On September 29, a train accident shook the walls of the Hoboken Terminal in Hoboken, New Jersey. New Jersey Transit, the state’s primary public transit system, was in charge of both the train and the station. The agency came forward right away to report that the incident resulted in three confirmed deaths and over 100 confirmed injuries, some of which landed the injured in critical condition. Reports from passengers that were not hospitalized claim that the train felt as though it was moving too fast, and wasn’t slowing down prior to the accident. After the collision, chaos ensued. There were reports of people climbing from windows and others on the pavement. Many were injured and several were unable to walk.
Nearby hospitals and care centers rushed to aid the passengers from the accident. The Hoboken University Medical Center received 23 patients, while the Jersey Medical Center took in 66 patients, even converting the hospital cafeteria into a temporary care center. Many patients were treated for minor injuries such as bruises, bumps, and chest pain. Officials reported a total injury count of 108 individuals, including those with smaller injuries and the train operator himself.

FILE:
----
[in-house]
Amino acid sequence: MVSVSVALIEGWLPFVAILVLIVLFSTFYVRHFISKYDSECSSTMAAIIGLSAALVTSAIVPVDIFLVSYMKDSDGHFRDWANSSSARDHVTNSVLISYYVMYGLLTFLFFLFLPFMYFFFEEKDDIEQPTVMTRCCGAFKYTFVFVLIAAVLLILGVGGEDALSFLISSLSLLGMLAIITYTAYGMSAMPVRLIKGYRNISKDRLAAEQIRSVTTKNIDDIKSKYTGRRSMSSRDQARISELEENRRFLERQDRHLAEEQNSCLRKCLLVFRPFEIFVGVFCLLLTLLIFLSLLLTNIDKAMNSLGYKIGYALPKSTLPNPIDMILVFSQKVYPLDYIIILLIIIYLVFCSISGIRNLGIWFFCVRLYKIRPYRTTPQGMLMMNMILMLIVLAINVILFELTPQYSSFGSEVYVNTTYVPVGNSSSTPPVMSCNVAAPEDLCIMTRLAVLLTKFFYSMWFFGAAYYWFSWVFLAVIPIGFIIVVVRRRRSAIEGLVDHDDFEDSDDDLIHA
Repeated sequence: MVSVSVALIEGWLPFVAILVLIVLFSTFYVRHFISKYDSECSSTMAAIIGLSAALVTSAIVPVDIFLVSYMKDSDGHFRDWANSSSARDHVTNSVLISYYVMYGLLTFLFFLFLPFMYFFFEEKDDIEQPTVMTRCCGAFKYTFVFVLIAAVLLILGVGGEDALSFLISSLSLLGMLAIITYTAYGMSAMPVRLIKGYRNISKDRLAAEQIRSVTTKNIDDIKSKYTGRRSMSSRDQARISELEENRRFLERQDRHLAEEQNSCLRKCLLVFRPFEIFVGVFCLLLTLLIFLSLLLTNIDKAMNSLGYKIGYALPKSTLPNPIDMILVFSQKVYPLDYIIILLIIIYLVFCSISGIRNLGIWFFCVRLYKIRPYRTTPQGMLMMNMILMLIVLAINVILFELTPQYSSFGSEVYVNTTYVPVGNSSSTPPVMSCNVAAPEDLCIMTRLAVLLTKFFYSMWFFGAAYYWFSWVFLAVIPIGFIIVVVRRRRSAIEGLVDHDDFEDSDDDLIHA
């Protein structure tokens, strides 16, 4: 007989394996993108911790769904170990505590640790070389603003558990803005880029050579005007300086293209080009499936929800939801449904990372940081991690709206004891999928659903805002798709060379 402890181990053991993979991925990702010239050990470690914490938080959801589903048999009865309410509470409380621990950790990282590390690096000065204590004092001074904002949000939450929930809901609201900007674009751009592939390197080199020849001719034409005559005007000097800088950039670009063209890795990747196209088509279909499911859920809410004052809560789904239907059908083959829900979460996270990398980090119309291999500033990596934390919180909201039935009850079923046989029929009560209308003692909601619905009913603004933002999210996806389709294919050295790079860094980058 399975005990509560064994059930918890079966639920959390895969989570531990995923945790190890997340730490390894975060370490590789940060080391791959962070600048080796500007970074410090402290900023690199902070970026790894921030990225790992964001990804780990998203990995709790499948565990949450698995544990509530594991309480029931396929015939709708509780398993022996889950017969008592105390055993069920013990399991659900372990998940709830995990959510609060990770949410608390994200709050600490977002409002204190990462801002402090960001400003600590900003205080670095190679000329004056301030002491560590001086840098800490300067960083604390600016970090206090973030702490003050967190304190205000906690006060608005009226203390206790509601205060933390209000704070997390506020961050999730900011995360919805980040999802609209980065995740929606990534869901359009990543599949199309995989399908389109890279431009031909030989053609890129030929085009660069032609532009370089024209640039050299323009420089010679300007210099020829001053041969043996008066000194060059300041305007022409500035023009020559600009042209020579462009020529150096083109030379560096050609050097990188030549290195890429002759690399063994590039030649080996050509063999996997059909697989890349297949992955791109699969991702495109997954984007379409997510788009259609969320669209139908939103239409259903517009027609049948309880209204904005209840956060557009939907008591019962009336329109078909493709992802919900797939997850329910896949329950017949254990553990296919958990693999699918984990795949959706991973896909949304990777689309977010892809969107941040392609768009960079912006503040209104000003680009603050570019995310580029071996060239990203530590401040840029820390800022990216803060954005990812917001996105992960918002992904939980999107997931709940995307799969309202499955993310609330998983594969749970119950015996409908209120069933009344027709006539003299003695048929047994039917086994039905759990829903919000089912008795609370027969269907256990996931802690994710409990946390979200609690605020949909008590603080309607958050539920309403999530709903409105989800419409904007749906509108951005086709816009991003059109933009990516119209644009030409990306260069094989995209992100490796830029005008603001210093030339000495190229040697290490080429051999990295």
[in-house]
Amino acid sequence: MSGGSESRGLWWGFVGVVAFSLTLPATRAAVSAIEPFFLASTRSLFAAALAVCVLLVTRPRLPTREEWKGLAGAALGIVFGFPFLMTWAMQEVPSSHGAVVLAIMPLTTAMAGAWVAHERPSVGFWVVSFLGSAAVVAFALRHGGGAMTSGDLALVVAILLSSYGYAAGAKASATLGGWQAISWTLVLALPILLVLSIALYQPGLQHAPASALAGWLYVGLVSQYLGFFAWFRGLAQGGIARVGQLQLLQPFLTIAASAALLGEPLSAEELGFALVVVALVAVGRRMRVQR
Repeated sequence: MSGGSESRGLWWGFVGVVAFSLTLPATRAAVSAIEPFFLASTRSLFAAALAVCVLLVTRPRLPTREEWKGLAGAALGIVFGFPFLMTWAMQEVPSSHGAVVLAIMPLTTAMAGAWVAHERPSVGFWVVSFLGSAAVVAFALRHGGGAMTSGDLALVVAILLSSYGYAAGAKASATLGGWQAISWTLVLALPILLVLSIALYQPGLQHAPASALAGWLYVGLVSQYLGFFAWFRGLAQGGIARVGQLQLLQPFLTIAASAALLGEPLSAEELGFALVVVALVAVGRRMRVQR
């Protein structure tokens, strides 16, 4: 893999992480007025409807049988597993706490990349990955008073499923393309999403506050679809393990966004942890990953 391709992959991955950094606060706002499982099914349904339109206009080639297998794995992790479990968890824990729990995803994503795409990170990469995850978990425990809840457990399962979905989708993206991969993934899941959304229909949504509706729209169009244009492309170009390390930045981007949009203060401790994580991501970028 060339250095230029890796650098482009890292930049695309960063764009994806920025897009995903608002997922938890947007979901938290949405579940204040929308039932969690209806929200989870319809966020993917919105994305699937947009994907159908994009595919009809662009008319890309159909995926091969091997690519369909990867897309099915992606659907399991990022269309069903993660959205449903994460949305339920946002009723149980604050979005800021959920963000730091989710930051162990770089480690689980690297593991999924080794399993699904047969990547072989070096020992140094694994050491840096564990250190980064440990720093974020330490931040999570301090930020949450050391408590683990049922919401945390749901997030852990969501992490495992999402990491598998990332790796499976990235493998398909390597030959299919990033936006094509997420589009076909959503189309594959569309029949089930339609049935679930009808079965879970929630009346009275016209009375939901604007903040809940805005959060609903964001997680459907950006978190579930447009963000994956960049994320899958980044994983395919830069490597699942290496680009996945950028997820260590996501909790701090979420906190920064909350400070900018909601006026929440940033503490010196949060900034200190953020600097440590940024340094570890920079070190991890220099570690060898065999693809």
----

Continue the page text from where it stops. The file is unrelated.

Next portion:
Reports from local news outlets suggest that the train accident may have been caused by accidental issues, or an operator error, however, as of this writing, the investigation remains open without a full conclusion regarding what the cause was. Investigators have reported that, after a background check, the train operator did not have any past career red flags. The train, however, was reported to not have been equipped with a system called positive train control, which is designed to slow down speeding trains. This system is required to be installed on all trains per U.S. federal law.
When a person is seriously injured in a train accident, they can be left out of work for months, and have a number of medical bills as well. Many times, if a person wishes to pursue a case against a transit authority there are a number of factors that must be considered. The first of which is that many trains are not privately owned. There are a few , many transit authorities are extensions of a state government. If this is the case, in general, many states have a much smaller statute of limitations when cases can affect them. The next thing to consider is that train accidents rarely affect more than just one individual, you may want to consult with an attorney along with others to see if there is a benefit to bringing a class action suit against the transit authority. Many forms of public transportation are overseen by or under the authority of the government.
If you or a loved one has been in injured in New Hampshire while riding public transportation, contact the personal injury attorneys at Tenn And Tenn today to discuss your legal claim.